Dedeavon had a reputation for being easy going and for valuing his relationship with the English colonists. In 1622 relationships across the bay, however, were not so good. Powhatan's successor Opechancanough was plotting an attack on Jamestown. He sent word to Debdeavon that he wanted him to send certain poisonous plants that grew here on the Eastern Shore to use against the settlement. Instead Debdeavon warned Thomas who warned the other colonists of an imminent threat. Jamestown Governor Sir Francis Wyatt ignored this and sadly on March 22, 1622, Opechancanough led the slaughter of over three hundred people there, initiating a war that lasted a decade.

Thomas' interpreting services were in even higher demand for military purposes. Soon various English leaders were vying to have Thomas work exclusively for them. When Thomas declined a request made by Virginia Governor George Yeardly's aide Captain William Epps he was convicted of a trumped up charge of slander. His sentence was to work exclusively for Yeardly and Epps for a minimum of five years. Thomas was made the official translator for the Accomac region but was forbidden to even speak with the native peoples there except when following the Governor's instructions. All the work Thomas did for them and even prior to this was done out of his obligation of servitude. He was never paid.

By 1627 Yeardly had died and Epps departed permanently for the West Indies, releasing Thomas from his bonds. Now at the age of 33, he and his wife were free to make a life together on colonial Virginia's Eastern Shore. Four years earlier Thomas had married an English girl named Hannah. She must have been a remarkable young woman. She had come to the colony by herself having paid for her own passage. In those days it was highly unusual for any female to have the resources and autonomy to undertake such an adventure. It is no wonder that two such unique people would find each other. They had one son named John.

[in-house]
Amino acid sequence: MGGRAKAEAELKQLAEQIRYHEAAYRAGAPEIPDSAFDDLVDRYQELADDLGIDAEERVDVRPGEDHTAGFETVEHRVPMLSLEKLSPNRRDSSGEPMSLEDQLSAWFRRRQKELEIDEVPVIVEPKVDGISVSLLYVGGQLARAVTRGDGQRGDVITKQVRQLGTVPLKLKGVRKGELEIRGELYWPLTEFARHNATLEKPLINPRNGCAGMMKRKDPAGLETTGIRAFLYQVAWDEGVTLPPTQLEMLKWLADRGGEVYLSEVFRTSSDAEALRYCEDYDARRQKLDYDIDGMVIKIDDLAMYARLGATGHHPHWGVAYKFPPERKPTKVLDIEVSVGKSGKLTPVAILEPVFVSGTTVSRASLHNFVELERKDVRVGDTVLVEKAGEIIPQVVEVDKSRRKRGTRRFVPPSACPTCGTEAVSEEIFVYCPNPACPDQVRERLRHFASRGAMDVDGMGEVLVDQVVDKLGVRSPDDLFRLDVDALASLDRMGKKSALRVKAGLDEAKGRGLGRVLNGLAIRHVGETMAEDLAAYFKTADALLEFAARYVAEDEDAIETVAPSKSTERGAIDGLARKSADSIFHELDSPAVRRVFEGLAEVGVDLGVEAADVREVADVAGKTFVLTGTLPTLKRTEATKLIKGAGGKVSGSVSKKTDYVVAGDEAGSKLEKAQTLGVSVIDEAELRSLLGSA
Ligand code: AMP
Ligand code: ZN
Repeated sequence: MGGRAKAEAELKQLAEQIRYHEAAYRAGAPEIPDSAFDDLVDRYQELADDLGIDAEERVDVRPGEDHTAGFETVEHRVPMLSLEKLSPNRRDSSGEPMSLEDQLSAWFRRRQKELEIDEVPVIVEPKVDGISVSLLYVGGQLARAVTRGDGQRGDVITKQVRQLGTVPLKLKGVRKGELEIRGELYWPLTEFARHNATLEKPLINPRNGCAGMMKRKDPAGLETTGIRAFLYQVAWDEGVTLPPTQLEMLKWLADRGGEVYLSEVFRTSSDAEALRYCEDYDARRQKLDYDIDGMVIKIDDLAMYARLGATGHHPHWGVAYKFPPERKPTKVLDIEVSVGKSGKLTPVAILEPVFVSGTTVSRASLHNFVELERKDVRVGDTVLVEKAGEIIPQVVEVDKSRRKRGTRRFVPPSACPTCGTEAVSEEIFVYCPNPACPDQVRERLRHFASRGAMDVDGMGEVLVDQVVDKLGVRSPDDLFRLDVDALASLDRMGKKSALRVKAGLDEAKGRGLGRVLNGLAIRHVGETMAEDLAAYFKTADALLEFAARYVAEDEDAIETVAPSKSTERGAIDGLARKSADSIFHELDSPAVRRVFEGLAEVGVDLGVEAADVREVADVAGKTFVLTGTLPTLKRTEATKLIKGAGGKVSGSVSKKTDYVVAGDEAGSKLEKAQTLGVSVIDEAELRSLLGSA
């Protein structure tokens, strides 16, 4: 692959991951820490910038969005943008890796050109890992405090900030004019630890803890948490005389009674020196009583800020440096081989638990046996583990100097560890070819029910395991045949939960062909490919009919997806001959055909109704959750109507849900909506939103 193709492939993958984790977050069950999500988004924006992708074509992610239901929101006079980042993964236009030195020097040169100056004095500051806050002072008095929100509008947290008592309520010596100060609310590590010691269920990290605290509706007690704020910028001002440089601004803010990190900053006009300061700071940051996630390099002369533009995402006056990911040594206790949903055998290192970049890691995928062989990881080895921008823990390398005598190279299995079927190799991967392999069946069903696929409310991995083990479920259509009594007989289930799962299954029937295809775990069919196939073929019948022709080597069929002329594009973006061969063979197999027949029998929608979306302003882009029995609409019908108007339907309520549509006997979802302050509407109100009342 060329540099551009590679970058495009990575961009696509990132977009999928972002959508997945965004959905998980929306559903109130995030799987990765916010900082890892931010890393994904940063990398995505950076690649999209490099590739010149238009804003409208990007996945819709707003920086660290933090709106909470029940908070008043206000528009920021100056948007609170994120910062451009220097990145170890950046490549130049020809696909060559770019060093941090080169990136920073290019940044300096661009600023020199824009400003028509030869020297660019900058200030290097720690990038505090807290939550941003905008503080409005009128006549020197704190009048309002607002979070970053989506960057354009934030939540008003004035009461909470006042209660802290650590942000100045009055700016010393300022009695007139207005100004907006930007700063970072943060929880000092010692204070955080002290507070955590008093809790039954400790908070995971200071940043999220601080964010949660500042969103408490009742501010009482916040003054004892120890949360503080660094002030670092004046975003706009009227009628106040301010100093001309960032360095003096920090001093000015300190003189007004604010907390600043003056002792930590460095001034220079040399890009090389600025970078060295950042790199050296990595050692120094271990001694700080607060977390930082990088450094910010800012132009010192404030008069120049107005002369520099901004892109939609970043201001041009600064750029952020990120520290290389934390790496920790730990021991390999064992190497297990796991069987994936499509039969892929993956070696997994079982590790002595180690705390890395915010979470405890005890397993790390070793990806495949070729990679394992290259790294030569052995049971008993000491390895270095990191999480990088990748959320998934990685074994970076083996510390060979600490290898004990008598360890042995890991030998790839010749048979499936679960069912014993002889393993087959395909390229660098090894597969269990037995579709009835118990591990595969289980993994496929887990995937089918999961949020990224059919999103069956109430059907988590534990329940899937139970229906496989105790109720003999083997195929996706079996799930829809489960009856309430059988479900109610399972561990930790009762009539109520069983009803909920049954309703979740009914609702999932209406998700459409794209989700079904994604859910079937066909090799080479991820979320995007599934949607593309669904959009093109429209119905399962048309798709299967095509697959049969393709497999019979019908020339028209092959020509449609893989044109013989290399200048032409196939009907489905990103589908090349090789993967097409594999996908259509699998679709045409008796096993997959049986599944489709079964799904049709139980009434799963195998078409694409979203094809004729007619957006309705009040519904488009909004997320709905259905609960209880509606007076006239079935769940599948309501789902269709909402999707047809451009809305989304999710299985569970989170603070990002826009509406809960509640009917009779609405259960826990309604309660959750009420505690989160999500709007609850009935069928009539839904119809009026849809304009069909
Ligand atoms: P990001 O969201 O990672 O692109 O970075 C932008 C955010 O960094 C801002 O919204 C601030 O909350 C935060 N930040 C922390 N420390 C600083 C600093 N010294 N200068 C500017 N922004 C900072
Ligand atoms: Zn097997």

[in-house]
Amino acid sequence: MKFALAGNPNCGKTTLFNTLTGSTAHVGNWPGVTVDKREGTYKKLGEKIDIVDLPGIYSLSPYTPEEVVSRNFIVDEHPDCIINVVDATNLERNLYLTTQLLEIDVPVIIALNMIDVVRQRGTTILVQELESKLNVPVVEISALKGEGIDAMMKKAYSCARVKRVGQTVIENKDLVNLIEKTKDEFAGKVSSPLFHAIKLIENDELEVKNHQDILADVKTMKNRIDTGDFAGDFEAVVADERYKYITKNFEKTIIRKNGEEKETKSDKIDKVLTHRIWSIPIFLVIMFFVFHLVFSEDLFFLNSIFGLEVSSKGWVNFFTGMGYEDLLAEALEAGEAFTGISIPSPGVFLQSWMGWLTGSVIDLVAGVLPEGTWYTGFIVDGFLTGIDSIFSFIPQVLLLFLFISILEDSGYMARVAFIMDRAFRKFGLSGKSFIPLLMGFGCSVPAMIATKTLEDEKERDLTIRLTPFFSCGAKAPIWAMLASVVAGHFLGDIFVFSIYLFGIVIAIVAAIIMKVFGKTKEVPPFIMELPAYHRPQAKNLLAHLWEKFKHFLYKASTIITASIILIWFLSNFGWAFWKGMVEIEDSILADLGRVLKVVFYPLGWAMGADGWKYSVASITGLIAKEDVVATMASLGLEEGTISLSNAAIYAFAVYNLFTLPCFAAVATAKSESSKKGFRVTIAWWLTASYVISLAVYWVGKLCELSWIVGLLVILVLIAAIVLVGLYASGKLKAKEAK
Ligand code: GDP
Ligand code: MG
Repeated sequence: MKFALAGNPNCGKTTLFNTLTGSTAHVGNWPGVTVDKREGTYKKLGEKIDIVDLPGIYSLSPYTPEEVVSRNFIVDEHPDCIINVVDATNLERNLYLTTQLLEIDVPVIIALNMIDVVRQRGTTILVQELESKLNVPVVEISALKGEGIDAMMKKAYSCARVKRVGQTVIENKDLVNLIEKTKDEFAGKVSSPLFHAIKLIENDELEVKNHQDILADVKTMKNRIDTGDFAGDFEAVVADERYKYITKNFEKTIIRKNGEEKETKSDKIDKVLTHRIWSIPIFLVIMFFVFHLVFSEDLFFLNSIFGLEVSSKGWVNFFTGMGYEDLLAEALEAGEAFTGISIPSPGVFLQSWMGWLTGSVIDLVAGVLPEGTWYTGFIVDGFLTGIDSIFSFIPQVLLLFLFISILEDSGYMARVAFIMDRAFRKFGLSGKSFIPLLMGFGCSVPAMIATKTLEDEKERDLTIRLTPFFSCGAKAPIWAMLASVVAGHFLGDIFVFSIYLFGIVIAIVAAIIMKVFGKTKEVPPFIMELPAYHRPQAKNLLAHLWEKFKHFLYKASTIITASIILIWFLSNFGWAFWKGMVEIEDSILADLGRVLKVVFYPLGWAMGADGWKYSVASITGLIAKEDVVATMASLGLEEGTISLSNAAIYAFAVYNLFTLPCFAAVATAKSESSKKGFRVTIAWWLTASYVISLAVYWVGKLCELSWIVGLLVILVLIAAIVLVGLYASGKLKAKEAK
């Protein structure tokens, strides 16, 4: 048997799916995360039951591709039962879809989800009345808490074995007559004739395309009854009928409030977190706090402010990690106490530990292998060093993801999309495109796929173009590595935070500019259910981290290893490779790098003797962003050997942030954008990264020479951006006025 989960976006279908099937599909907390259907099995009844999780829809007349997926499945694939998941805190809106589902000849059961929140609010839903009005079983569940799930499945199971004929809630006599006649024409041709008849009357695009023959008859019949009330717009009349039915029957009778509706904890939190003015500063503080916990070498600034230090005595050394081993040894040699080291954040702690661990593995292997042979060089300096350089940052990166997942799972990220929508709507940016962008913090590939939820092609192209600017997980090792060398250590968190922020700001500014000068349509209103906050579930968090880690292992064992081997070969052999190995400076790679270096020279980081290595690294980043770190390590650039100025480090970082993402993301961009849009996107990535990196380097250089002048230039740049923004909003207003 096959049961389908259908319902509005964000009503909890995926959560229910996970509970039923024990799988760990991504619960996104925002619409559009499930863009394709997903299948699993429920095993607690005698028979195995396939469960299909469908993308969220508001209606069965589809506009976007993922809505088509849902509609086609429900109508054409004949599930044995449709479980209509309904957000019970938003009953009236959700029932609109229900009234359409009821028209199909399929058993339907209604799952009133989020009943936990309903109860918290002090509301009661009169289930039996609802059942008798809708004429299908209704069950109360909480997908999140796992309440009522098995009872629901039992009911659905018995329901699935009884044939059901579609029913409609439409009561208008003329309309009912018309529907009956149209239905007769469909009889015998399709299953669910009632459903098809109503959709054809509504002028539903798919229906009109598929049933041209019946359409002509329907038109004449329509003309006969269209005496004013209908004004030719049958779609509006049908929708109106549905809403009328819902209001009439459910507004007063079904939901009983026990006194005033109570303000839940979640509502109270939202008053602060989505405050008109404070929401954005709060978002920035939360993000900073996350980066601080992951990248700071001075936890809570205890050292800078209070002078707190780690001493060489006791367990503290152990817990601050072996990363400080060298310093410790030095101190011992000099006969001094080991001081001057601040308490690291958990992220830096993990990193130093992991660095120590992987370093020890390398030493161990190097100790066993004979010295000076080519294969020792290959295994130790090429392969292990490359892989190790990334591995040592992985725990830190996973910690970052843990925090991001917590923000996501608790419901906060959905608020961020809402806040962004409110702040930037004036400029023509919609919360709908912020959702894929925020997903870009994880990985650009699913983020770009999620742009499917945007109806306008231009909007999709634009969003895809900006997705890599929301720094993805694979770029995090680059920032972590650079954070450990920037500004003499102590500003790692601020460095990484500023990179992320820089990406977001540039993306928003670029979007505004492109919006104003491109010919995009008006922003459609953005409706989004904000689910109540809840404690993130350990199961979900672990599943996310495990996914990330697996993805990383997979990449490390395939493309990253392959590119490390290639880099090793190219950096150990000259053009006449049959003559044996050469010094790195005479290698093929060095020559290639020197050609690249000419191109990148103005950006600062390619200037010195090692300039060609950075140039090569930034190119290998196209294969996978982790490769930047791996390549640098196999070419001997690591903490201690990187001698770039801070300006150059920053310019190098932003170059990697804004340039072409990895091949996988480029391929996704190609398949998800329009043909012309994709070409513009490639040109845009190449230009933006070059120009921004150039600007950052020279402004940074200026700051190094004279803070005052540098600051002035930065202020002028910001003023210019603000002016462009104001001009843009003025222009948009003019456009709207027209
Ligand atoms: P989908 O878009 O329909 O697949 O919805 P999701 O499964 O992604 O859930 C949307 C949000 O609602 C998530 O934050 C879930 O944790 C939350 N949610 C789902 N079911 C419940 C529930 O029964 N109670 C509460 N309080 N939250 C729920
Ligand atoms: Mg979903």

Sadly Thomas did not live to see the age of forty. The accounts that I have found do not say what happened to him, just that he was dead by September 1633. It was not unusual at that time for people to live shorter lives with a scarcity of reliable medicine available. He may have simply gotten sick or had an accident. Just the same, he had accomplished a great deal for someone so young. He had served his community with his invaluable translating skills. And, Thomas Savage turned a life of hardship into a prosperous adventure. He is believed to have been the first permanent English settler on Virginia's Eastern Shore and therefore one of Delmarva's first American dreamers.

References:


Ye Kingdome of Accawmacke, Or, The Eastern Shore of Virginia in the Seventeenth Century
By Jennings Cropper Wise

Thomas Savage (ca. 1595–before September 1633)
by Martha McCartney
Encyclopedia Virginia. Virginia Foundation for the Humanities, 29 Feb. 2016.

Thomas Savage-Cabin Boy
By R.K.T.Larson
Transcribed from the Virginia Pilot And The Norfolk Landmark for Sunday March 8, 1931.
Boy, Who at 13 Came To Virginia in 1608 Was Adopted As Son By Powhatan and Founded Oldest Family To Be Honored

The Jamestown Project
By Karen Ordahl Kupperman
Belknap Press of Harvard University Press - Cambridge Massachusetts - 2007

We Were There, Too!: Young People in U.S. History
By Phillip Hoose
Melanie Kroupa Books - New York - 2001

Debedeavon
Wikipedia

Visit the historic markers on the Eastern Shore of Virginia:
Home of First Settler
Historic Marker Database

Occohannock Indians
Historic Marker Database

Debdeavon
Historic Marker Database

Hedra Cottage - Occahannock
Historic Marker Database

Gingaskin Indian Reservation
Historic Marker Database

Accomac County / Northampton County
Historic Marker Database